The Barbershop has re-located

The proprietor has moved the shop to ChicagoNow, a Chicago Tribune site that showcases some of the best bloggers in the Chicago area. You can logo on to the Barbershop home page here. The ChicagoNow home page is here.

You'll still be able to post comments with the same ease as in this location. The proprietor also will keep this web site alive if you wish to review old posts.

Sunday, March 26, 2006

Campaign 2006: Is this all there is?

By Dennis Byrne a Chicago-area writer and consultant

March 20, 2006

If you want to discover how a perfectly healthy pink state turns into a lastingblue one, look no further than Illinois.

For years, Republicans often won statewide and federal elective offices. But thanks to a bungling party "leadership" way out of touch with its constituency, Tuesday's primary election to select a GOP nominee for governor presents voters with indecision, disappointment or disgust. Among the candidates, "I don't know" has made a strong showing.

We columnists have raked this field of candidates to the point of tedium, butwhy not? Why should Republicans be forced to choose among marginal, inexperienced, unqualified or downright deplorable candidates?

State Treasurer Judy Baar Topinka is a nice lady, which is exactly what corrupt Illinois government doesn't need right now. I had expected more, but she has done nothing in the campaign to demonstrate that she won't be eaten alive by the greedy pals of both parties who constitute what Tribune columnist John Kass calls the "combine."

Ron Gidwitz, Mr. Inside/Mr. Outside, has been an insider for years, but now vows reform and independence. Judging by his low poll numbers, voters don't buy it, despite an expensive, lengthy TV ad campaign. Sad for him, OK for us.

Conservatives, of course, are engaged in their usual dance of death. They can't agree on a single candidate, so they're forced to choose between two and dilute their strength as a voting bloc. Jim Oberweis, as usual, is running second, but still has the best chance of beating Topinka. For me, he's also best on the issues. Bill Brady, a younger and attractive candidate, can wait
his turn.

Mention must be made of another candidate, the scary Andy Martin (a.k.a. Anthony R. Martin-Trigona), because if I don't he'll probably sue. So, I've mentioned him.

A certain number of dissatisfied Republicans will reject them all and pick up a Democratic primary ballot, motivated by the knowledge that they can get better government by voting for two challengers, Forrest Claypool for Cook County Board president and Edwin Eisendrath for governor. The Claypool vote is especially important because a comatose county Republican Party makes the election of a Democrat nearly certain.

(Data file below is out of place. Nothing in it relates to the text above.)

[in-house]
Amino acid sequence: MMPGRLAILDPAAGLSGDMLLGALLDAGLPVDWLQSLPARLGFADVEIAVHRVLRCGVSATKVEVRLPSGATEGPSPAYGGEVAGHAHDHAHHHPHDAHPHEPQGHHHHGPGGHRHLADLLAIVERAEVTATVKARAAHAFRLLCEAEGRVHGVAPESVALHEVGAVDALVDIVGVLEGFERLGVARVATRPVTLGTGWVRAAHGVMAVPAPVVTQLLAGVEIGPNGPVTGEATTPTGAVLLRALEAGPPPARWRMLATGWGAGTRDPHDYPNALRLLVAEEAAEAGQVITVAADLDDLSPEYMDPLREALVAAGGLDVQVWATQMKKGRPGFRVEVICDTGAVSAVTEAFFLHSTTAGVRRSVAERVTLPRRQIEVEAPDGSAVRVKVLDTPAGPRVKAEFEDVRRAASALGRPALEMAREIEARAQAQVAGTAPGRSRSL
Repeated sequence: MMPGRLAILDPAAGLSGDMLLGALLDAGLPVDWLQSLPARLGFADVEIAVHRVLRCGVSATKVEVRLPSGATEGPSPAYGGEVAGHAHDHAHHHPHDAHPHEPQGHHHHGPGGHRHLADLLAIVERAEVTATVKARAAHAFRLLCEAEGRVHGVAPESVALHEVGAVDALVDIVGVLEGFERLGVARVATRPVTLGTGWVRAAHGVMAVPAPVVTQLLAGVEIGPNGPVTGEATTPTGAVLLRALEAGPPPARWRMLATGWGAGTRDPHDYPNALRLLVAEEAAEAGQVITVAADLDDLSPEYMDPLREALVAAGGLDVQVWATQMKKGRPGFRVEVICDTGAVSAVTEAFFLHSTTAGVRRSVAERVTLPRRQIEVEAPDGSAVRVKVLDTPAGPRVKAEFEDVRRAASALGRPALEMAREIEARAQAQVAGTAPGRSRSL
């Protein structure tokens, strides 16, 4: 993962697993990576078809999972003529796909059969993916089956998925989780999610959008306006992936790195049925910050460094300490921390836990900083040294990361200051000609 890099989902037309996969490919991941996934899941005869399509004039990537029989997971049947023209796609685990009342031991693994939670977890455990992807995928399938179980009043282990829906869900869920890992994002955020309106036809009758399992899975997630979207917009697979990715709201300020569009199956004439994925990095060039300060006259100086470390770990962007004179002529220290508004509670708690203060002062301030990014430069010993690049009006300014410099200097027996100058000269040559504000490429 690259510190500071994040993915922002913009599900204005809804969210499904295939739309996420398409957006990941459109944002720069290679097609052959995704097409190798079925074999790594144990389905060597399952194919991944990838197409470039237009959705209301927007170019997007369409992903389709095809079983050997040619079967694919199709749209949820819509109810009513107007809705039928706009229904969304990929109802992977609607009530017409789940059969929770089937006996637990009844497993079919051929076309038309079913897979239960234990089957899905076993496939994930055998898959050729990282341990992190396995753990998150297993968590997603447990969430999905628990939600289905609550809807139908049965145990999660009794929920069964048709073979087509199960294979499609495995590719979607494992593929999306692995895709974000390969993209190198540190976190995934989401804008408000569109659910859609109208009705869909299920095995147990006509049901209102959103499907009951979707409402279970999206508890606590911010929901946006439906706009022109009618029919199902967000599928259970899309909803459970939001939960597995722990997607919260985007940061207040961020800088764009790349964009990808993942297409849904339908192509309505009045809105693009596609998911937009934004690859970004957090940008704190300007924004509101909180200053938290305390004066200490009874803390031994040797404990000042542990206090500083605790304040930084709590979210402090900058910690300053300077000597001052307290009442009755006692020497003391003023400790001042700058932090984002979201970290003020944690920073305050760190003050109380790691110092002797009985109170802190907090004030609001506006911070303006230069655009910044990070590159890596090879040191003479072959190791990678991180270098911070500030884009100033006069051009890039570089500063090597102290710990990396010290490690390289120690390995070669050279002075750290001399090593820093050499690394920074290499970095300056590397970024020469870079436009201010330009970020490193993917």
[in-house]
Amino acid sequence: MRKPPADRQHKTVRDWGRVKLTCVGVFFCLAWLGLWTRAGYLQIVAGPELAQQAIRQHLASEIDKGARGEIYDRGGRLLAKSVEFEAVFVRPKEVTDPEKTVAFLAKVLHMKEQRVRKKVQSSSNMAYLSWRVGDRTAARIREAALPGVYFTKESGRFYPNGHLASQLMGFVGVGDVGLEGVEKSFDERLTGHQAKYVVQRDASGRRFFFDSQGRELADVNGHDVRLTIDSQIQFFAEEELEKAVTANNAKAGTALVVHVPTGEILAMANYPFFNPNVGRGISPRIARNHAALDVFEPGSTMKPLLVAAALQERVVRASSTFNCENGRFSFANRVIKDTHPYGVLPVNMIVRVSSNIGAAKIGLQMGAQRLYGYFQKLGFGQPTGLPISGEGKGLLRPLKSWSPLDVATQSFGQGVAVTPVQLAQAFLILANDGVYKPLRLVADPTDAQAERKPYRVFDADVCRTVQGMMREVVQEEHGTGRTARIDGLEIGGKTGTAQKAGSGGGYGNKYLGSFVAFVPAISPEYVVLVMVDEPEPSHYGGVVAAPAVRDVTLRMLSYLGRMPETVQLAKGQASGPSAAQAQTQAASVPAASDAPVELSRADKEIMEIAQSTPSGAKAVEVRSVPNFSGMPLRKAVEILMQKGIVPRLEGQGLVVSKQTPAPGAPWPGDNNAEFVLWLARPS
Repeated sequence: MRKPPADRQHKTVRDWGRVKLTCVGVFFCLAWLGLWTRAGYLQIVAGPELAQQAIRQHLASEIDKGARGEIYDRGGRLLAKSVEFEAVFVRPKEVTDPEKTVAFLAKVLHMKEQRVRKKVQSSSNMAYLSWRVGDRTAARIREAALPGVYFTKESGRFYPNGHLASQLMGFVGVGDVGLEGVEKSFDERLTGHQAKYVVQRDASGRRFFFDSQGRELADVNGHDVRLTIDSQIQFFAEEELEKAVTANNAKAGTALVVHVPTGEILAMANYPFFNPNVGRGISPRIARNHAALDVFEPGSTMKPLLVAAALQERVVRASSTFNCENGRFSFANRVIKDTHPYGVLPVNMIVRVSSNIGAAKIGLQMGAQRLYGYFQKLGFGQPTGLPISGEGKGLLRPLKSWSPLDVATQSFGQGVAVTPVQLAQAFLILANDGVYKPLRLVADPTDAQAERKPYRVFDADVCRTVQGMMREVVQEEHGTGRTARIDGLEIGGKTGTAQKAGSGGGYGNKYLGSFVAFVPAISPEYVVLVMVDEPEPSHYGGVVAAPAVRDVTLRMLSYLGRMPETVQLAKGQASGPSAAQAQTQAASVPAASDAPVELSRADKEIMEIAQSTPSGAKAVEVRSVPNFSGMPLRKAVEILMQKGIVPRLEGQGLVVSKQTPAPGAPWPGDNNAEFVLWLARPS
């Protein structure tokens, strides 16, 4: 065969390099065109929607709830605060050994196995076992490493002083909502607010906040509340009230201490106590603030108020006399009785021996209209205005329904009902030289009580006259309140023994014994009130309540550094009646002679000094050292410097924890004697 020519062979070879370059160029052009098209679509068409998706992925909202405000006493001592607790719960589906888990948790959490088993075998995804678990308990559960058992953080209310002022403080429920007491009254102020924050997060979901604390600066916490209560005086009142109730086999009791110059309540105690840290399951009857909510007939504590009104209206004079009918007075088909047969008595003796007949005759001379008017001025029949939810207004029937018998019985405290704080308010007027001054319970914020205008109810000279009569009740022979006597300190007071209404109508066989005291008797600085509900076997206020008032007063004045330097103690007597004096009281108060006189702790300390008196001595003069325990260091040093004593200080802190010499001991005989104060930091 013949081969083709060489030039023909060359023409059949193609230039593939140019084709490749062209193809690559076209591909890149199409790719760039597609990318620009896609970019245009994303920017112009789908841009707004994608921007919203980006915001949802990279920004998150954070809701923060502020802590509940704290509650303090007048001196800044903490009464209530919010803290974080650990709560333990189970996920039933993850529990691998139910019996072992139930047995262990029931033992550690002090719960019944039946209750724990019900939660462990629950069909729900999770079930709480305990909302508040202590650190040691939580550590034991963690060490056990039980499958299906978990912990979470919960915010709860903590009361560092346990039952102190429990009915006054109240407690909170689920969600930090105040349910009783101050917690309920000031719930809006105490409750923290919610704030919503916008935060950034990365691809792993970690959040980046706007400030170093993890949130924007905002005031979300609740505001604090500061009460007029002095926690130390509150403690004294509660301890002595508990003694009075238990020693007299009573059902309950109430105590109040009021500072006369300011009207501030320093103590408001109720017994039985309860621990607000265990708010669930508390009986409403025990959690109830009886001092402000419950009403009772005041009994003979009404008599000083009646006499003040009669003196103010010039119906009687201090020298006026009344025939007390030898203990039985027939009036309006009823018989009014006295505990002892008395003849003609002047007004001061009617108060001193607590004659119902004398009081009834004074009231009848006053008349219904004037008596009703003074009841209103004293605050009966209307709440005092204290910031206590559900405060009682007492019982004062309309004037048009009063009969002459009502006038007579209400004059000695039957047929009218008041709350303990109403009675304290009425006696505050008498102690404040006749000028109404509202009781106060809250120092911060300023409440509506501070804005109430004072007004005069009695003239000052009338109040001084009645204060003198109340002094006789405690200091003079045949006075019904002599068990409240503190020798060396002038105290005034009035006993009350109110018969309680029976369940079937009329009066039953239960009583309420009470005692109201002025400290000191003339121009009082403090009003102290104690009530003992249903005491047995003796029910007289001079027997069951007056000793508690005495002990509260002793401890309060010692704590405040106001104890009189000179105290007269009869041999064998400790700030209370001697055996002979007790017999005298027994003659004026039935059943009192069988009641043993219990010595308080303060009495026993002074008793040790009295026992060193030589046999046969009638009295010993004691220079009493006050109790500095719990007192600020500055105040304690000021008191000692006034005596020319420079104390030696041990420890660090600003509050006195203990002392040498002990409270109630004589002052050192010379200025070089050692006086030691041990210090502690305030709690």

And Republicans in the west suburban 6th Congressional District can do a service by crossing into the Democratic primary to vote for Christine Cegelis, the more likely of two candidates to beat a shameless interloper, Tammy Duckworth. In an incredible act of arrogance, she was imposed on the district by Democratic money man Rahm Emanuel and outsiders who think they know better than the voters who should represent them.

But why should Republicans be forced to play in someone else's sandbox? Why do loyal Republicans have to choose among second stringers? Where are the candidates who stand out because of their superb leadership, integrity, experience and wisdom?

The answer is to be found in a party establishment that is more interested in feathering its nest. The GOP leadership would rather see a Democratic ("someone we can work with") win than an independent Republican.

It wasn't Republican Peter Fitzgerald's conservatism that caused his party's establishment to nix his second term as a U.S. senator. It was his determined independence. He represented his constituents and their interests, and not the interwoven and lucrative interests of Illinois' unitary establishment party. It's why the party opposed him in his 1998 primary race against Loleta Didrickson and tried to undermine his nomination of the fiercely independent Patrick Fitzgerald as U.S. attorney. Peter Fitzgerald, of course, enjoys lasting revenge as Patrick Fitzgerald tracks corruption all the way to the offices of the governor and mayor.

The GOP "leadership" (the ones with the money and power) wants us to believe that they back "moderates" on principle. Hogwash. They don't care about principles, only about keeping power. They'd back Larry, Curly and Moe if they thought they'd win. They need to be reminded that our last Republican senator was a conservative. They'll respond that Fitzgerald "lucked out" because his Democratic opponent was the underqualified and ethically challenged incumbent, Carol Moseley Braun. The GOP establishment will say that the next candidate won't be so lucky in the run against incumbent Democratic Sen. Dick Durbin.

Oh, no? Independent and conservative Republicans will have a better chance of winning--if they start planning together now--against the most extreme and obnoxious senator of them all, Dick the Lip.

Dennis Byrne is a Chicago-area writer and consultant


Copyright © 2006, Chicago Tribune

No comments: